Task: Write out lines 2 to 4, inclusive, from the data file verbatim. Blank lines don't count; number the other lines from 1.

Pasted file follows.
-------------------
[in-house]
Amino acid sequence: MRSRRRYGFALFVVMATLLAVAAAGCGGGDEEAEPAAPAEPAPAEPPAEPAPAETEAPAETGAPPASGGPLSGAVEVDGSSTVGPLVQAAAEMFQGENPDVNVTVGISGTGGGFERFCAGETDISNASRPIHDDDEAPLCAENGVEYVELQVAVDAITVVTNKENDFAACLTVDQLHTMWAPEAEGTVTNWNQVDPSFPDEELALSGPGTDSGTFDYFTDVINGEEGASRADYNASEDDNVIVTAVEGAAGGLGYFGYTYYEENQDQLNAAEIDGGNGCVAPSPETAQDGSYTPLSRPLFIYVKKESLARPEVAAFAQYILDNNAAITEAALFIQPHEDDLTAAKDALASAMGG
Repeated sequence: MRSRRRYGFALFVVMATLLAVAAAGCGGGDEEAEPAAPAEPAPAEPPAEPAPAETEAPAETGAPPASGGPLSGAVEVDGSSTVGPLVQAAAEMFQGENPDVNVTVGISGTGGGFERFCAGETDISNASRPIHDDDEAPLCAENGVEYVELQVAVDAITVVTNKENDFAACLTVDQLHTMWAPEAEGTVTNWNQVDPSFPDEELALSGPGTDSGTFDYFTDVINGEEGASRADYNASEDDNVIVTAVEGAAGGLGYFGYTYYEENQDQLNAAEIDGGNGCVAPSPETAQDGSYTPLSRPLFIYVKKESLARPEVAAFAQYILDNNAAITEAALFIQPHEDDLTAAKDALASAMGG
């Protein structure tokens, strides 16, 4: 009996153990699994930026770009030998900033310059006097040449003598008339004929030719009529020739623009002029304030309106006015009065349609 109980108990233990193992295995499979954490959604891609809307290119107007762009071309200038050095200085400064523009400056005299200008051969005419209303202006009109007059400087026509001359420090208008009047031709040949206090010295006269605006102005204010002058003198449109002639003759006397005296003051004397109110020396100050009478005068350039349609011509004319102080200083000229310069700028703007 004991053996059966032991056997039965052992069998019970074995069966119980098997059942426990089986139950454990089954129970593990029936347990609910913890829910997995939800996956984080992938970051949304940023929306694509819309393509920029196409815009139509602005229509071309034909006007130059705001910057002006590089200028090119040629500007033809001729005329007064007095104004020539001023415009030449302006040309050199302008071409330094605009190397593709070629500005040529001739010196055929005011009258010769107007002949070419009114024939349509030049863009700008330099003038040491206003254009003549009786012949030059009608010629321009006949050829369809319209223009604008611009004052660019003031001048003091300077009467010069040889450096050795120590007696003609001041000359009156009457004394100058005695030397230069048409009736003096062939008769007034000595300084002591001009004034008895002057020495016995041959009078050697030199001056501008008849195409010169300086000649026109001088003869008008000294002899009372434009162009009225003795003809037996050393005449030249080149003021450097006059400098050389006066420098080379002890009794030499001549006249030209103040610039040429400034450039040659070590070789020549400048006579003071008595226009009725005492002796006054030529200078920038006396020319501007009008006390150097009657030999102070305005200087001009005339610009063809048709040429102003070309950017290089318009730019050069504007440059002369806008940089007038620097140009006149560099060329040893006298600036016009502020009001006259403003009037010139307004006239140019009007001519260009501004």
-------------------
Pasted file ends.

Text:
Amino acid sequence: MRSRRRYGFALFVVMATLLAVAAAGCGGGDEEAEPAAPAEPAPAEPPAEPAPAETEAPAETGAPPASGGPLSGAVEVDGSSTVGPLVQAAAEMFQGENPDVNVTVGISGTGGGFERFCAGETDISNASRPIHDDDEAPLCAENGVEYVELQVAVDAITVVTNKENDFAACLTVDQLHTMWAPEAEGTVTNWNQVDPSFPDEELALSGPGTDSGTFDYFTDVINGEEGASRADYNASEDDNVIVTAVEGAAGGLGYFGYTYYEENQDQLNAAEIDGGNGCVAPSPETAQDGSYTPLSRPLFIYVKKESLARPEVAAFAQYILDNNAAITEAALFIQPHEDDLTAAKDALASAMGG
Repeated sequence: MRSRRRYGFALFVVMATLLAVAAAGCGGGDEEAEPAAPAEPAPAEPPAEPAPAETEAPAETGAPPASGGPLSGAVEVDGSSTVGPLVQAAAEMFQGENPDVNVTVGISGTGGGFERFCAGETDISNASRPIHDDDEAPLCAENGVEYVELQVAVDAITVVTNKENDFAACLTVDQLHTMWAPEAEGTVTNWNQVDPSFPDEELALSGPGTDSGTFDYFTDVINGEEGASRADYNASEDDNVIVTAVEGAAGGLGYFGYTYYEENQDQLNAAEIDGGNGCVAPSPETAQDGSYTPLSRPLFIYVKKESLARPEVAAFAQYILDNNAAITEAALFIQPHEDDLTAAKDALASAMGG
């Protein structure tokens, strides 16, 4: 009996153990699994930026770009030998900033310059006097040449003598008339004929030719009529020739623009002029304030309106006015009065349609 109980108990233990193992295995499979954490959604891609809307290119107007762009071309200038050095200085400064523009400056005299200008051969005419209303202006009109007059400087026509001359420090208008009047031709040949206090010295006269605006102005204010002058003198449109002639003759006397005296003051004397109110020396100050009478005068350039349609011509004319102080200083000229310069700028703007 004991053996059966032991056997039965052992069998019970074995069966119980098997059942426990089986139950454990089954129970593990029936347990609910913890829910997995939800996956984080992938970051949304940023929306694509819309393509920029196409815009139509602005229509071309034909006007130059705001910057002006590089200028090119040629500007033809001729005329007064007095104004020539001023415009030449302006040309050199302008071409330094605009190397593709070629500005040529001739010196055929005011009258010769107007002949070419009114024939349509030049863009700008330099003038040491206003254009003549009786012949030059009608010629321009006949050829369809319209223009604008611009004052660019003031001048003091300077009467010069040889450096050795120590007696003609001041000359009156009457004394100058005695030397230069048409009736003096062939008769007034000595300084002591001009004034008895002057020495016995041959009078050697030199001056501008008849195409010169300086000649026109001088003869008008000294002899009372434009162009009225003795003809037996050393005449030249080149003021450097006059400098050389006066420098080379002890009794030499001549006249030209103040610039040429400034450039040659070590070789020549400048006579003071008595226009009725005492002796006054030529200078920038006396020319501007009008006390150097009657030999102070305005200087001009005339610009063809048709040429102003070309950017290089318009730019050069504007440059002369806008940089007038620097140009006149560099060329040893006298600036016009502020009001006259403003009037010139307004006239140019009007001519260009501004």